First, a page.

HMS Terror discovery
On Sept. 3, 2016, the RV Martin Bergmann and its crew made history by locating HMS Terror - one of two ships that went missing during Sir John Franklin’s ill-fated 1845 Northwest Passage expedition, which led to the deaths of all 129 men. The find immediately reverberated around the world, coming just two years after ARF and its partners, led by Parks Canada, found Terror’s sister ship, HMS Erebus, in the Eastern Queen Maud Gulf.
Yet, from ARF’s perspective, even more important than Terror’s discovery is how it took place. The nearly two century-old wreck wasn't found by spending millions on the latest technologies. Rather, it was revealed through the deep relationships ARF built with local communities over the previous five years - a powerful testament to the effectiveness of ARF’s cooperative and collaborative approach.
It all started with a tip from local Gjoa Haven resident Sammy Kogvik, who had been brought aboard the Bergmann to act as a guide during the 2016 search. He told Schimnowski a story about a fishing trip years earlier in Terror Bay, where he came across a heavy wooden pole sticking out of the ice. Though Franklin experts had dismissed similar Inuit stories, Schimnowski knew better and immediately set course for the southwest coast of King William Island and began retracing Kogvik’s steps. They had almost given up the impromptu hunt when the unmistakable signature of a sunken ship crawled across the Bergmann’s sonar monitors. It would later prove to be Terror - in near-pristine condition on the seafloor.
The find is already re-writing history books. The wooden sailing ship was discovered about 100 km south of where the ship was beset in ice for two consecutive winters and ultimately abandoned. That suggests some of Franklin’s surviving men may have re-crewed the ship the ship and attempted to sail south to safety before ultimately giving up and marching overland. None would make it out alive.
In 1845, Sir John Franklin set sail from England with two ships in search of a Northwest Passage across what is now Canada's Arctic.
The seeds that would become ARF were planted in 2009. Jim Balsillie, then co-CEO of smartphone pioneer Research in Motion (now BlackBerry), was flying in helicopter over King William Island when he spotted foreign vessels searching for the lost ships of Sir John Franklin’s ill-fated Northwest Passage expedition, which departed England in 1845 and never returned. It didn’t sit right. Balsillie believed Canadians should be the ones to make such an important discovery. After all, this was their backyard.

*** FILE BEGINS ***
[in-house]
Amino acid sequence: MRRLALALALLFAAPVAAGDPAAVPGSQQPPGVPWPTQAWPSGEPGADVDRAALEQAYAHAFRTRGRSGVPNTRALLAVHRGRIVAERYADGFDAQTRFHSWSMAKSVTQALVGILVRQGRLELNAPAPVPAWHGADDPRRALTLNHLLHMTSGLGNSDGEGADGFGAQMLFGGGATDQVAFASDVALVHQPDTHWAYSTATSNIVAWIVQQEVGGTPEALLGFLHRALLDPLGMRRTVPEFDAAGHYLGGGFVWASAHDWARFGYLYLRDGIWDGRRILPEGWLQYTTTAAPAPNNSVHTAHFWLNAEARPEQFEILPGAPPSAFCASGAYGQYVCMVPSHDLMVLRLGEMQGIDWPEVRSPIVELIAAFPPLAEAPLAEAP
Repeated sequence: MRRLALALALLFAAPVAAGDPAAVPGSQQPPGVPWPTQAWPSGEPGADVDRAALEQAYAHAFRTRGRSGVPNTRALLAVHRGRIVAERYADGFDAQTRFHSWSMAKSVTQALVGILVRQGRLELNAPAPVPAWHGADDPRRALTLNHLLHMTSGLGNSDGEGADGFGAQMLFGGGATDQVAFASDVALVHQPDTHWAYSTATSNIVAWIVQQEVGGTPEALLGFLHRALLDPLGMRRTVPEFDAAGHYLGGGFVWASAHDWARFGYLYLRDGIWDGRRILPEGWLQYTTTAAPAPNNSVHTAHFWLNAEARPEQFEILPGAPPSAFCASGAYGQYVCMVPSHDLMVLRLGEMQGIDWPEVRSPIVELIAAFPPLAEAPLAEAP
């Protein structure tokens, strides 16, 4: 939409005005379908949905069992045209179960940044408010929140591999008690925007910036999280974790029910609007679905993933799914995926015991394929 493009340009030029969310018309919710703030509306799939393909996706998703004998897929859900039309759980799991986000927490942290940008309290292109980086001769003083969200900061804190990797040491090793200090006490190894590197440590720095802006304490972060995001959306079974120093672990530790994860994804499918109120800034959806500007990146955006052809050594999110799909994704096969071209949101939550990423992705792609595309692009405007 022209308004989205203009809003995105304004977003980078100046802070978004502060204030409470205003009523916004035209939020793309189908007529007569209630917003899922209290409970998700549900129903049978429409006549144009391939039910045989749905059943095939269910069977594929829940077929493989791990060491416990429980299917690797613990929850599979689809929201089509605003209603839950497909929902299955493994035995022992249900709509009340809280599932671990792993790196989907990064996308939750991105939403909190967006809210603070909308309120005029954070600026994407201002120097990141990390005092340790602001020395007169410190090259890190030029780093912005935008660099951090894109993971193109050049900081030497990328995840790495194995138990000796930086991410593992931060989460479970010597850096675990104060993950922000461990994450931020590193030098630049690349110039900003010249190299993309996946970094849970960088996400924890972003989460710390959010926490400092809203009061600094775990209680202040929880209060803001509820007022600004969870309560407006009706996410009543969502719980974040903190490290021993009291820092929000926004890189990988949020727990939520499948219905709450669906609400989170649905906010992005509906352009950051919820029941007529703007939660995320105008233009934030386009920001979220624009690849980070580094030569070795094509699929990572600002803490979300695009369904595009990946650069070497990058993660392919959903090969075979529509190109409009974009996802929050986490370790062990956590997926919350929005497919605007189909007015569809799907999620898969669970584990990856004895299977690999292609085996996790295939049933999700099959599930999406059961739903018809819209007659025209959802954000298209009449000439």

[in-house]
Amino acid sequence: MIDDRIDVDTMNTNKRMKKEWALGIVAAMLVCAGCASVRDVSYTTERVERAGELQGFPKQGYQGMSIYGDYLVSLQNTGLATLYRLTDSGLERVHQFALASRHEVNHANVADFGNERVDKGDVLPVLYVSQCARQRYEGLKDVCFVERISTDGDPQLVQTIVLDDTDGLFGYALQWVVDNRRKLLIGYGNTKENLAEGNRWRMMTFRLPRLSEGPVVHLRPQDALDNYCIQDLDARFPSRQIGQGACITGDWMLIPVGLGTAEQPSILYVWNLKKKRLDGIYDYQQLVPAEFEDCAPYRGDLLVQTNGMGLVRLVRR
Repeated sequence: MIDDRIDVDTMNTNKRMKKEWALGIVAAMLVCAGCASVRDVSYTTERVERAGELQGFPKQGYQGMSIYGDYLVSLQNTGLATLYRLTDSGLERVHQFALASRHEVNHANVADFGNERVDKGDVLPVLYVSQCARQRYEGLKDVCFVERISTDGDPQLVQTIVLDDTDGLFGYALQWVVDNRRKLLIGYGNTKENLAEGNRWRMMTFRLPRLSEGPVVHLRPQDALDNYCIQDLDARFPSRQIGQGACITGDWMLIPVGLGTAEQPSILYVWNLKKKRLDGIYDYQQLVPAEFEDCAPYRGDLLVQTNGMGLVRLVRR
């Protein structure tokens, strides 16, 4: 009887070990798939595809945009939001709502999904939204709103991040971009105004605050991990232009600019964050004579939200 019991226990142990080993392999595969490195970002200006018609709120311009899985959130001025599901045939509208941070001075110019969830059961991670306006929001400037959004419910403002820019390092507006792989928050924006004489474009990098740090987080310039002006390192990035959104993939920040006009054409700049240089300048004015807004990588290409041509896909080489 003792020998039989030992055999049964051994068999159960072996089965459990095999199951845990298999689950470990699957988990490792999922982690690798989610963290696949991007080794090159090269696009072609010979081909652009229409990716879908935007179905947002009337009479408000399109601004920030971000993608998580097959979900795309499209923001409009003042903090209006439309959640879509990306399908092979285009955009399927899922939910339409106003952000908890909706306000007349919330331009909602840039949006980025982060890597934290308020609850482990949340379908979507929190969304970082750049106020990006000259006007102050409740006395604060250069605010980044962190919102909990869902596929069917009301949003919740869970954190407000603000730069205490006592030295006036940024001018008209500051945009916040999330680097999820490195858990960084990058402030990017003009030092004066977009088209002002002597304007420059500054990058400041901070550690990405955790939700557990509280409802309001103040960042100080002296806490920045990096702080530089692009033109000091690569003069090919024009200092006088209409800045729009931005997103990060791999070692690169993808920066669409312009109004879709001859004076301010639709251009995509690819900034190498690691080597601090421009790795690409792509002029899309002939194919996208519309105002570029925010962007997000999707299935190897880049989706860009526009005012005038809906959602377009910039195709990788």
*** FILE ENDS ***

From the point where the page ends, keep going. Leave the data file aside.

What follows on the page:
Balsillie later learned Parks Canada had, one year earlier, began a search for the two missing vessels—HMS Erebus and HMS Terror. But the effort was hampered by a shoestring budget. Using his Ottawa connections, he encouraged the Prime Minister’s Office to put more resources into the project, arguing it was a rare chance to expand Canada’s Arctic capabilities and demonstrate its sovereignty. In 2011, Balsillie and fellow Waterloo, ON-area businessman Tim MacDonald founded ARF to assist with the effort. Its first order of business was to procure a dedicated research vessel that Parks Canada archaeologists could use to survey thousands of kilometers of Arctic waterways. The ship, a refurbished Newfoundland fishing trawler, was named the Martin Bergmann after a close friend and former director of the Polar Continental Shelf Program. “Marty” Bergmann died in a 2011 plane crash in Resolute.
“Insert a quote – possibly from a press article on the subject?”
NGO News Publication | April 2016
Over the next three seasons, the Bergmann’s crew surveyed nearly 90 per cent of Franklin search areas with its towed sonar array, or the equivalent of TK square km. In 2014, the partnership ARF formed hit paydirt when a [coast guard] helicopter pilot spotted an iron davit on a flat, rocky island in the eastern Queen Maud Gulf. It pointed Parks Canada archaeologists almost directly to HMS Erebus, submerged beneath 11 meters of water. Two years later, ARF—and the Bergmann— proved lightening can strike twice when the crew, acting on a tip from Sammy Kogvik, a local Gjoa Haven resident and Canadian Ranger, found HMS Terror at the bottom of Terror Bay.
But ARF is—and always was— about more than Franklin. From the beginning, Balsillie and MacDonald saw the Franklin hunt as a key way to generate broader public interest in Arctic issues, from poverty to climate change, and to encourage more community-focused development in the region. ARF may be best known for finding Franklin’s lost ships, in other words, but it’s real work is only just beginning.